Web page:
Rich, powerful stories evoke a depth of feeling. Superficial plots fall flat, and readers can struggle to connect emotionally to the story that a writer is telling. One way to give storylines depth and complexity is to ensure that they unfold against a backdrop that actively reinforces the tone of the central events.
When I write about the West, whether it’s a work of fiction or an article digging into real-life events past or present, I find that the landscape that surrounds the story almost always lends itself beautifully to helping craft the precise tenor that I’d like readers to experience. Below are four elements of the natural world that are simple to weave into your writing to add depth and craft overall tone.
Take a moment and reflect on the variety of ways that water exists and appears in the natural world, and how each have a different feeling. Imagine a crystal clear mountain stream, dancing swiftly around rocks on its way downhill, its sound echoing softly through the trees. How does that imagery compare to a murky, stagnant pond, opaque with grimy scum?
What does a rapid river evoke? Power? Energy? Tension? And how about a tiny spring, bubbling up among bits of gravel and tiny mint-shaded leaves? Hope? Freshness?
Water – as an element with great potential for motion, temperature or degrees of clarity – lends itself as an easy metaphor, and an elegant way to imbue a scene on the page with the emotional energy that you’re working to create.
The plant life that surrounds a story can be likewise helpful in creating depth of mood. Again, take time to consider how different kinds of vegetation evoke feelings. Consider a tall stand of pale, trembling aspens, with vivid leaves dancing in a soft breeze. How does this differ from a sparse plain, populated with gnarled sagebrush and tufts of crisp, wind-dried grass?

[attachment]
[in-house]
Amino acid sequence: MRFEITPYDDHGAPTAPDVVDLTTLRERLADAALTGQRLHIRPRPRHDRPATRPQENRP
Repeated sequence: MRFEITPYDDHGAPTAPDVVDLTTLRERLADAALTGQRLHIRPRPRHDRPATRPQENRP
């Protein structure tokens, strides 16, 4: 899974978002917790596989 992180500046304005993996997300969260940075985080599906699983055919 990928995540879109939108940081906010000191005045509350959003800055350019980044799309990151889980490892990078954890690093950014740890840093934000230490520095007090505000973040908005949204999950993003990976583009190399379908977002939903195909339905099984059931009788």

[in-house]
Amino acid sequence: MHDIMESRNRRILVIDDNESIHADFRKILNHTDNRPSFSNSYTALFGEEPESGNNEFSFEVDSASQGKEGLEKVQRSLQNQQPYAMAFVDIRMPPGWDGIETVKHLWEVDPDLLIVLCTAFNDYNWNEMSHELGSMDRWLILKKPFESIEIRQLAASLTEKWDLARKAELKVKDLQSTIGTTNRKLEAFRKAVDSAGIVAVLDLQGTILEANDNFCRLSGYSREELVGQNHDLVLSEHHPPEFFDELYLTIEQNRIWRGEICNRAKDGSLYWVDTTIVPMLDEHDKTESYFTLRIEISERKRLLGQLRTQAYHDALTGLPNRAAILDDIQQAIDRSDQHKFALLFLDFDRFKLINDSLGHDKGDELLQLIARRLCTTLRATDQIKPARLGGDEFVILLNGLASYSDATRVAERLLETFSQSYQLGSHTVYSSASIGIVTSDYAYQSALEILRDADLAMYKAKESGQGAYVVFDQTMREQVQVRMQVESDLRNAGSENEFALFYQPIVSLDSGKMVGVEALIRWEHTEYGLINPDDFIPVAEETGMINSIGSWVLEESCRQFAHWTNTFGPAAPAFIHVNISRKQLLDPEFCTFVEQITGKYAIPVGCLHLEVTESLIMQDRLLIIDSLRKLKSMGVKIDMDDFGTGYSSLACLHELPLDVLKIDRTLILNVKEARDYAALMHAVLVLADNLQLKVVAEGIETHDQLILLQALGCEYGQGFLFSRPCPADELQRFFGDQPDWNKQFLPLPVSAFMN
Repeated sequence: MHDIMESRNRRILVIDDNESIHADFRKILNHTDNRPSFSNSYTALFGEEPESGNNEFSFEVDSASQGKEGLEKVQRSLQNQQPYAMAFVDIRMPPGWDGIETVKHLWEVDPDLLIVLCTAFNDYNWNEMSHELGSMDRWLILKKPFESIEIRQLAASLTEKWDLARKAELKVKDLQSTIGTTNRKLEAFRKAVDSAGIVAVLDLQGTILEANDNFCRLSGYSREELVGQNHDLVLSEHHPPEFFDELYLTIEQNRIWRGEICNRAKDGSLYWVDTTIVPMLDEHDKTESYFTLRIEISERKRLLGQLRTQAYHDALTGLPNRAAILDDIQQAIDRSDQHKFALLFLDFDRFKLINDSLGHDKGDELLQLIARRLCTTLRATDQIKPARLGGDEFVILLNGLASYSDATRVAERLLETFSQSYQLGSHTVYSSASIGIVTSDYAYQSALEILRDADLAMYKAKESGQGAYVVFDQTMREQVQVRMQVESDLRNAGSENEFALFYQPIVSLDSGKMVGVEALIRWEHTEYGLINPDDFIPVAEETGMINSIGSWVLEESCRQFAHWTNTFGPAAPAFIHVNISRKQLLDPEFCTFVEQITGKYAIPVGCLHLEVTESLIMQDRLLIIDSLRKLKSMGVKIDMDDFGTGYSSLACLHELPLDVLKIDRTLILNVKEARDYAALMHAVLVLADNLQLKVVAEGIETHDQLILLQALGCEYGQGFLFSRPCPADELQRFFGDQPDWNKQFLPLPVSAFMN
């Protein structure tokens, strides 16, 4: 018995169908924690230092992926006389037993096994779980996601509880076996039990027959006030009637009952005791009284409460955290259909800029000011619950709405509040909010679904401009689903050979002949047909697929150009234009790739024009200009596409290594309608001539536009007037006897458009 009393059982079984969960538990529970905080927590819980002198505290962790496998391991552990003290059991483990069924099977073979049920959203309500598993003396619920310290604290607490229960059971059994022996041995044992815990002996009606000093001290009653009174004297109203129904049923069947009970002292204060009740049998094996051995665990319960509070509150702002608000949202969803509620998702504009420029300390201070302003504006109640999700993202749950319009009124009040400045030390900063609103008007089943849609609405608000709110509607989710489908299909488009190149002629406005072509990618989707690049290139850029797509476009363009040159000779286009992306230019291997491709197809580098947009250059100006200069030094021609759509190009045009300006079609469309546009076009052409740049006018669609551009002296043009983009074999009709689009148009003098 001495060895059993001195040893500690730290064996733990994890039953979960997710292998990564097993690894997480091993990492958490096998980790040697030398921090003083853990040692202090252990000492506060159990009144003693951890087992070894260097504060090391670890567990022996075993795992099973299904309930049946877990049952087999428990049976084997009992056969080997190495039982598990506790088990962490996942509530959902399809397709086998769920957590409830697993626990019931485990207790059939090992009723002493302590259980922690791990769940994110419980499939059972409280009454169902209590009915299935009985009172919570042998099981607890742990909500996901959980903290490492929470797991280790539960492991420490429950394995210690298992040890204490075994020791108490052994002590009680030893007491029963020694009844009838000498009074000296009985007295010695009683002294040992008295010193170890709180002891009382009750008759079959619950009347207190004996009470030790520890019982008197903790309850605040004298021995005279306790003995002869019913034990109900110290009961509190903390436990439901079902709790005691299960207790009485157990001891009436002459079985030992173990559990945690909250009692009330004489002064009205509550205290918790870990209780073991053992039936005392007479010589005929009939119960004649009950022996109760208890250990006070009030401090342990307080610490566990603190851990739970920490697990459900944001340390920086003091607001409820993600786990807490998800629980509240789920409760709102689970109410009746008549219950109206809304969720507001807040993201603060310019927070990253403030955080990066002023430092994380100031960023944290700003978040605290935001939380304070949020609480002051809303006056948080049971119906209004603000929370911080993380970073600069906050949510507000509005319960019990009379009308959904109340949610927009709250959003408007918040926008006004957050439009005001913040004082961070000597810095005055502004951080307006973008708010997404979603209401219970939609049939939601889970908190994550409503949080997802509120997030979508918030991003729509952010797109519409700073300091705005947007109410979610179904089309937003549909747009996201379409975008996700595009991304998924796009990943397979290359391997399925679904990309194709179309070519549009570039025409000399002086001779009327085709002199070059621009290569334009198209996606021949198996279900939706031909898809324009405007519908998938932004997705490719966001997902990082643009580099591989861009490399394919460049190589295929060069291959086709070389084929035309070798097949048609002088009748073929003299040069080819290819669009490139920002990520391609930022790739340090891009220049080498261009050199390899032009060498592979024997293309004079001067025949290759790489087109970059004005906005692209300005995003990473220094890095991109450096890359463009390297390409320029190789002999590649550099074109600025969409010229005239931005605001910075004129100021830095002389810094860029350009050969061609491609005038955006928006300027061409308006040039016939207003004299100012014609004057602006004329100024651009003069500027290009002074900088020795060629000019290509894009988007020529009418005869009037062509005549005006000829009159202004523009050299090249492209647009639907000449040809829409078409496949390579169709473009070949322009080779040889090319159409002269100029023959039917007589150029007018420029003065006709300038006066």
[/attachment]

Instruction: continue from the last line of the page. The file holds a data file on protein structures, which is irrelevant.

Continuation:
Vegetation isn’t limited to large-scale landscape uses, either. It’s useful in descriptions of urban settings, and even indoor spaces. How does a character with a decorative cactus on their desk seem different than one with an orchid? Or opulent vases overflowing with fresh cut lilies?
Yes, a sad person staring ruefully out a rain-streaked window is cliche. But it is entirely possible to utilize weather as a tone-crafting background tool in a way that is much more subtle and sophisticated.
Think instead how something like falling snow could be utilized to create a unique tone for a scene. Is it reinforcing the warmth and coziness of a peaceful indoor space? Or is it more menacing and sinister? A slowly-mounting intensity of cold and darkness? A thunderstorm can easily represent tension or conflict, but it can also bring long-awaited rain and restore life to dry streambeds.
Weather phenomenons – in the expanse of the American West, especially – can range from subtle to dramatic, and can add elegant nuance to the overall backdrop of a plot.
On a similar scale as weather, the overall landscape that surrounds a storyline has the potential to create an evocative and compelling context. Features can represent thematic elements within your story; mountains can be metaphors for challenges, canyons symbols of insurmountable differences between characters. But – like weather – landscape features have the potential for much more dynamic and subtle use as well.
How do human-shaped landscapes create a tone that’s different from wild ones? Do the straight lines of a cornfield evoke a sense of order? Or do they represent a loss of the whimsical and softer edges of the untamed world? How is the character and personality of a town different if it’s on a steep slope as opposed to tucked into a lush river valley?
Obviously, these are far from the only landscape elements that are useful in crafting tone in both fiction and nonfiction. But they’re an easy place to start, and can provide a starting point for writing exercises. Select a natural scene – imaginary or real – and describe it. What elements do you identify that can represent themes or evoke a reader’s emotional connection to the page? If you’re up for a challenge, do it a second time and aim for a different tone and feeling! Can you make the same forest feel peaceful and then sinister? Or the same meandering stream represent hope and then sadness and regret?
Developing your ability to weave carefully-selected and well-described background elements into your storytelling – whether fact or fiction – is guaranteed to make your writing richer and more engaging to readers!